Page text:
Voting is cool—But no one’s doing it

Editorial Board

Midterm general elections are fast approaching here in Kentucky, and time is running out to register to vote! If you register by Oct. 9 and vote on Nov. 6, you’ll be part of a semi-elite club of college-aged people: civic participants.

In 2016, less than 50 percent of 18-29 year olds voted in the midterms, and less than 20 percent voted in 2014. Voter turnout is lower on average in years where there is no presidential race, but that doesn’t mean intermediate years are any less important.

Plenty of young people on college campuses have left their hometowns and moved to unfamiliar areas with unfamiliar politics. A lot of them aren’t aware that they can change the residency on their voter registration in order to vote in these new cities. Plenty of college students don’t understand politics, and a good lot of them prefer to see themselves as existing outside the realm of political implications.

They’re wrong.

The fact of the matter is not a single person in the United States is unaffected by politics. Whether you’re still on your parents’ insurance or haven’t begun paying your own living expenses—maybe your parents have even promised to pay for your student loans—politics have infiltrated your life in a multitude of ways.

By this time in your life, you’ve probably had a percentage of your paycheck taken out to pay taxes. You’ve surely driven down a road with streetlights and potholes. There’s a decent chance you’ve gotten irritated that the only parking spot left is reserved for handicapped citizens, and you don’t fit the criteria to utilize that space.

All of these things are the consequence or impetus to governmental policy.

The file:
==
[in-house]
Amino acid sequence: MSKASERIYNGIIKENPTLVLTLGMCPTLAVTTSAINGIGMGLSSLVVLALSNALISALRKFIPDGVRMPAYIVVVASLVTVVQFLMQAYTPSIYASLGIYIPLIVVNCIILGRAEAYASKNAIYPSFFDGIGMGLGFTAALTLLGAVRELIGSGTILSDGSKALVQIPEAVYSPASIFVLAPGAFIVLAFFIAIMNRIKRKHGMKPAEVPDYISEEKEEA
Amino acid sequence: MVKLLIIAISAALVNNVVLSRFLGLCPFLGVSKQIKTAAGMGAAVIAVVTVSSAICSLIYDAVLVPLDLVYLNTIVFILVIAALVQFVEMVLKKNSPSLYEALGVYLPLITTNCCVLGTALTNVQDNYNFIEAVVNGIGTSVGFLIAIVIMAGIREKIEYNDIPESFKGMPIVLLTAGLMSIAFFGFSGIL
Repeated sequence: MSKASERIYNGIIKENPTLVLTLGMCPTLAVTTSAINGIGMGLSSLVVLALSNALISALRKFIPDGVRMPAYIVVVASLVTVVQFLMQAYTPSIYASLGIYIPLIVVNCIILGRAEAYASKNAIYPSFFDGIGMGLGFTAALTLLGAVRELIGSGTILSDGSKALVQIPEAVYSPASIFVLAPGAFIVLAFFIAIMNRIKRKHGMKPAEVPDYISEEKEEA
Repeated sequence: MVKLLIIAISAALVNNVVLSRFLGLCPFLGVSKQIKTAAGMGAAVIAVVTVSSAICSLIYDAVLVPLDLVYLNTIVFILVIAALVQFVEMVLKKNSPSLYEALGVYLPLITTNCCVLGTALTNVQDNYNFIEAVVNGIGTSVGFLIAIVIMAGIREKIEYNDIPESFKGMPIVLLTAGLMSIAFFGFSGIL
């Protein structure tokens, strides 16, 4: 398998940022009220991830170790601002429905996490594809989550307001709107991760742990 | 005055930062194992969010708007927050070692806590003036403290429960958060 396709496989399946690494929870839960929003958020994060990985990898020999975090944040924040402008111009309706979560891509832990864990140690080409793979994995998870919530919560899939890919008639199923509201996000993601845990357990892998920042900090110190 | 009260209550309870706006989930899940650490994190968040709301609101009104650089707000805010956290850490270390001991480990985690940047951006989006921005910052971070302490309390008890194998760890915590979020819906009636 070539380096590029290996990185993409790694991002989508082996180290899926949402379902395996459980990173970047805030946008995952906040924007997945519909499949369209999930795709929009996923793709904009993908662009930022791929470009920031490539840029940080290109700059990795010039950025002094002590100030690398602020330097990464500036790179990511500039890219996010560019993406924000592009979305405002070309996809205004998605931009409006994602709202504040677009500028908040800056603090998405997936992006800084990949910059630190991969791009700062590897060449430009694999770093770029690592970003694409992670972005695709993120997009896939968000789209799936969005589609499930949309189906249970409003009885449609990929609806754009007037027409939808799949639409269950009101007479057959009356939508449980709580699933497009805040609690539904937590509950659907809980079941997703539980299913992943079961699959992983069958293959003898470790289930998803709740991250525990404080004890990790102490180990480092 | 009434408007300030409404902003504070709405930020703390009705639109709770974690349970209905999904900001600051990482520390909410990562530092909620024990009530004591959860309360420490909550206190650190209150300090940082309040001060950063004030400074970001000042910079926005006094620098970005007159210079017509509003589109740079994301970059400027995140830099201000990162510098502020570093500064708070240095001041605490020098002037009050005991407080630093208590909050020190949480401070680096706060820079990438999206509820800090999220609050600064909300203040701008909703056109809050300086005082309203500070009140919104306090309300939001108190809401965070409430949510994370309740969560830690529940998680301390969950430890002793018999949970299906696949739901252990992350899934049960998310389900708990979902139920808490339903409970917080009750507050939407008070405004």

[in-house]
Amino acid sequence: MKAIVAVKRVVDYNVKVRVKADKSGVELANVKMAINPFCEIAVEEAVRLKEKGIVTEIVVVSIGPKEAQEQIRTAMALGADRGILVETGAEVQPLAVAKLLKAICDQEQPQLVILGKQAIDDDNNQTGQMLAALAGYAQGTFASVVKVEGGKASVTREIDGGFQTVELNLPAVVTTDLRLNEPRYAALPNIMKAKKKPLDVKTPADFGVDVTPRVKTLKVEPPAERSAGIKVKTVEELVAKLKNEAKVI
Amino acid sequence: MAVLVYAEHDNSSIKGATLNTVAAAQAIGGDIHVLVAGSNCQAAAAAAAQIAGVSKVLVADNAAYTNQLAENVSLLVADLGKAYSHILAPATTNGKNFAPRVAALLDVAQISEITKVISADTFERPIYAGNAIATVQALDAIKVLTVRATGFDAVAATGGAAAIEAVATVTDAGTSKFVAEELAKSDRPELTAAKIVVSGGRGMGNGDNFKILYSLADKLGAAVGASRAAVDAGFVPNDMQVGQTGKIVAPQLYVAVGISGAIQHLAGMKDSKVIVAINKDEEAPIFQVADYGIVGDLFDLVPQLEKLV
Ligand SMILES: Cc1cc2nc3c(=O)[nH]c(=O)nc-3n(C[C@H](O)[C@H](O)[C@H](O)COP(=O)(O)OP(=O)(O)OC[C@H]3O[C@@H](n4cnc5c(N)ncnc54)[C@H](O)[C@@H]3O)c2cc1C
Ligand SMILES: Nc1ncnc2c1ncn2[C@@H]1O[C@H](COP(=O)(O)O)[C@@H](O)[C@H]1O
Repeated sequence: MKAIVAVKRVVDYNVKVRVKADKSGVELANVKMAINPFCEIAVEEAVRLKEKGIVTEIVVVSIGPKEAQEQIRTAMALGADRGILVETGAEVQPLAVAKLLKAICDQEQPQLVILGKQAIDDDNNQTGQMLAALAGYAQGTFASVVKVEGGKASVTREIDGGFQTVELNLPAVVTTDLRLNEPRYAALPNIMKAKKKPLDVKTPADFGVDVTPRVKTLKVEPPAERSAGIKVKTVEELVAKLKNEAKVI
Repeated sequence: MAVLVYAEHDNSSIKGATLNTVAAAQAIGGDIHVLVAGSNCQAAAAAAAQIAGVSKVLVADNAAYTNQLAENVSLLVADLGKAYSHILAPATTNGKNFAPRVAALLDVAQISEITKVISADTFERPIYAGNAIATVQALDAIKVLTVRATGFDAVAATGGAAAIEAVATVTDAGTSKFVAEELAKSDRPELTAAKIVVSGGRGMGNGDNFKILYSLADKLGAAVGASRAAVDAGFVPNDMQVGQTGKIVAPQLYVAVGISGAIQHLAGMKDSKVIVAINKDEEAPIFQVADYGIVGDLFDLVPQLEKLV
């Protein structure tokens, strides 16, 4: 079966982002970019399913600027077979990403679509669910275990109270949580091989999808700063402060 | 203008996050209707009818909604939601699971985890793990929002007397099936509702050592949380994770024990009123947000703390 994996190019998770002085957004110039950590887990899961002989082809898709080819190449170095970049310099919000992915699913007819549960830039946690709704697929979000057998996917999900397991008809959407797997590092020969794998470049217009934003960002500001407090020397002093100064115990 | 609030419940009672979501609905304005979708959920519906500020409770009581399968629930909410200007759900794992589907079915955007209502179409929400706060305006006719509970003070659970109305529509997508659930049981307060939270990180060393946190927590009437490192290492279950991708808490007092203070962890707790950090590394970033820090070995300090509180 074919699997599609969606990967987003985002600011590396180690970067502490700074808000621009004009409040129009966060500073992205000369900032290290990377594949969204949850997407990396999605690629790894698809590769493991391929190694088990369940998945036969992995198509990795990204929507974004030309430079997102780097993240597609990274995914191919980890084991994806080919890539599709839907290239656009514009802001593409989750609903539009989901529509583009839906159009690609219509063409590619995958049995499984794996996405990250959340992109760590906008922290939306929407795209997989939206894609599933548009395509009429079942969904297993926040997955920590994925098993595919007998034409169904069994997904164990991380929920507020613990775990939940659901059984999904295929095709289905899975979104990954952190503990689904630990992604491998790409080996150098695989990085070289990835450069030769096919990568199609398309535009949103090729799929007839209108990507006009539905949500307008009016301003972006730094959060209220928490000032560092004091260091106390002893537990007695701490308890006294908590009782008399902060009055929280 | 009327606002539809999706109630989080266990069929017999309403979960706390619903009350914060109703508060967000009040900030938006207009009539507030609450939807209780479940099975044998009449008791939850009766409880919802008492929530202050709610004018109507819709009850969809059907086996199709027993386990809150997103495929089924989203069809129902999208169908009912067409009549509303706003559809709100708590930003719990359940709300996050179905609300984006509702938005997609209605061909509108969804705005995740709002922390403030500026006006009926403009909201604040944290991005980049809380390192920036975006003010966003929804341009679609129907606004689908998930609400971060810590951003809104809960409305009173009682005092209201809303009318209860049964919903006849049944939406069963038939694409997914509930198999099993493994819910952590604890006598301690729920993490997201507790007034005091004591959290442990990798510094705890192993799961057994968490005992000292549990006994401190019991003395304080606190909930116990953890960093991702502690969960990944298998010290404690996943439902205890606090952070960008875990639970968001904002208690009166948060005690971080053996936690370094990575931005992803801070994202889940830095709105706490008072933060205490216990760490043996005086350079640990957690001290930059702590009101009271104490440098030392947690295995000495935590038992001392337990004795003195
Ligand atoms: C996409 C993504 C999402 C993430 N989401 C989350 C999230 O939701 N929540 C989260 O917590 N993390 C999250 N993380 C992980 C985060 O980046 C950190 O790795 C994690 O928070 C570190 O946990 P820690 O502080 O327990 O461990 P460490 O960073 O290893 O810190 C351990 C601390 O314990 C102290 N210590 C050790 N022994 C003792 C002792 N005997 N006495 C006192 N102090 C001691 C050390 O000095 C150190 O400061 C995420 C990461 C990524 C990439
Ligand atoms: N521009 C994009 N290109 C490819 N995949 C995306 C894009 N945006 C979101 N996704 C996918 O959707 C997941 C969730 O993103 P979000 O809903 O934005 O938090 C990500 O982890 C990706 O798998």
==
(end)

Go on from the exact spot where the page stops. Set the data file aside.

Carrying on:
Congressional elections at both the state and federal levels give young people a voice that is often overshadowed by more experienced civic participants. And the vote actually counts.

The 26th Amendment gave 18 year olds the right to vote, and the 17th Amendment allowed citizens to directly vote for Senators. Why is voter turnout lowest when your vote—theoretically—has the most impact on policy? Members of the House and Senate aren’t subjected to the processes of the electoral college, so the raw numbers matter.

The president has a household name, and media coverage of his actions is vastly more abundant than that of many congressmen and congresswomen. The president has some sway in the lawmaking process, but he doesn’t sit in the congressional chamber deliberating, gutting and adding to a bill. These people should matter to you.

There are a few major reasons midterms should be specifically important to college-aged students: cost of college, prospective economic/job markets, and longevity of impact. In other words, we’re going to have to endure the aftermath of political decisions for longer than older generations. These elections should matter to you.

Don’t waste your chance to be heard. Colleges can hold registration drives and educate students about candidates. Students can spread the word and canvas for candidates they like. They can talk about #WhyIVote on social media.

It takes five minutes to register, and you can do it online. You’re even assigned a voting center close to your residency, so the trip to the ballot is short, too. It all starts at